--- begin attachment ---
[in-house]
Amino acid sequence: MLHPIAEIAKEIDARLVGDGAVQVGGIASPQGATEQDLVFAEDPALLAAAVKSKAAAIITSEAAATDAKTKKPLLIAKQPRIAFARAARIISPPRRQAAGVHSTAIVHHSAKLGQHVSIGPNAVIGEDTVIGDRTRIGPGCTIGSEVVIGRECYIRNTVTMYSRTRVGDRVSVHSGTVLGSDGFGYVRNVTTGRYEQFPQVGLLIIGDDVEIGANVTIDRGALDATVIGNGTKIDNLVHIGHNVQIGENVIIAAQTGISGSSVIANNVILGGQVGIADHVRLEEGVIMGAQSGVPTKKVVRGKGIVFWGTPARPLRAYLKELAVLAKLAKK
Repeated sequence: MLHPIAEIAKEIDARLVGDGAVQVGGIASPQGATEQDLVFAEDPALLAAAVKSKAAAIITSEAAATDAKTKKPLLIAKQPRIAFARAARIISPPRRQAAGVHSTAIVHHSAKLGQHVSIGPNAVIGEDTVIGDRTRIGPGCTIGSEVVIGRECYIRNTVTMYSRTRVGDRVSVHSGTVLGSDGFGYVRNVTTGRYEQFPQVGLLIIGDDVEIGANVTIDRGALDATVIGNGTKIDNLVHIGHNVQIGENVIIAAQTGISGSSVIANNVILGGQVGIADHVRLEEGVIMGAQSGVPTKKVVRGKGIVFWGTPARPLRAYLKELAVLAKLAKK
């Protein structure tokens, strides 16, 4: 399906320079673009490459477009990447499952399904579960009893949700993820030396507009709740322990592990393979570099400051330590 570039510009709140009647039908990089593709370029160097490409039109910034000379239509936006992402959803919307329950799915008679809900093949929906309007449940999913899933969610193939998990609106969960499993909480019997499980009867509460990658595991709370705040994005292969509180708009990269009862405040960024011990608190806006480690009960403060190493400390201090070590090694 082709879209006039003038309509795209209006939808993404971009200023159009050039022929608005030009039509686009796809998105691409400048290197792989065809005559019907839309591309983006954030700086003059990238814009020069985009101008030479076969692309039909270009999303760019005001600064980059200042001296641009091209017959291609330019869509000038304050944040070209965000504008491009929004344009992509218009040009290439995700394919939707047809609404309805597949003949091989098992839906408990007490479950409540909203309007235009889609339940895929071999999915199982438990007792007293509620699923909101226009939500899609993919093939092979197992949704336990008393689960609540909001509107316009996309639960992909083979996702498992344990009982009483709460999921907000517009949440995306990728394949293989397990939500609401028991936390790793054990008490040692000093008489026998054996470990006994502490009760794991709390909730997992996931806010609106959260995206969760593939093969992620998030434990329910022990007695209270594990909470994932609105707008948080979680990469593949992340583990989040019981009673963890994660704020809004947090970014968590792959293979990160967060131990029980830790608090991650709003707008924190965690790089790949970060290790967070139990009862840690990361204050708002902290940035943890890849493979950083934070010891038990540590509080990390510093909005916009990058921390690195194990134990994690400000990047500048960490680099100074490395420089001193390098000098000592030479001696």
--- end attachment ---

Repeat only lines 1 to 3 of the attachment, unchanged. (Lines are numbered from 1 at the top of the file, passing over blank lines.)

[in-house]
Amino acid sequence: MLHPIAEIAKEIDARLVGDGAVQVGGIASPQGATEQDLVFAEDPALLAAAVKSKAAAIITSEAAATDAKTKKPLLIAKQPRIAFARAARIISPPRRQAAGVHSTAIVHHSAKLGQHVSIGPNAVIGEDTVIGDRTRIGPGCTIGSEVVIGRECYIRNTVTMYSRTRVGDRVSVHSGTVLGSDGFGYVRNVTTGRYEQFPQVGLLIIGDDVEIGANVTIDRGALDATVIGNGTKIDNLVHIGHNVQIGENVIIAAQTGISGSSVIANNVILGGQVGIADHVRLEEGVIMGAQSGVPTKKVVRGKGIVFWGTPARPLRAYLKELAVLAKLAKK
Repeated sequence: MLHPIAEIAKEIDARLVGDGAVQVGGIASPQGATEQDLVFAEDPALLAAAVKSKAAAIITSEAAATDAKTKKPLLIAKQPRIAFARAARIISPPRRQAAGVHSTAIVHHSAKLGQHVSIGPNAVIGEDTVIGDRTRIGPGCTIGSEVVIGRECYIRNTVTMYSRTRVGDRVSVHSGTVLGSDGFGYVRNVTTGRYEQFPQVGLLIIGDDVEIGANVTIDRGALDATVIGNGTKIDNLVHIGHNVQIGENVIIAAQTGISGSSVIANNVILGGQVGIADHVRLEEGVIMGAQSGVPTKKVVRGKGIVFWGTPARPLRAYLKELAVLAKLAKK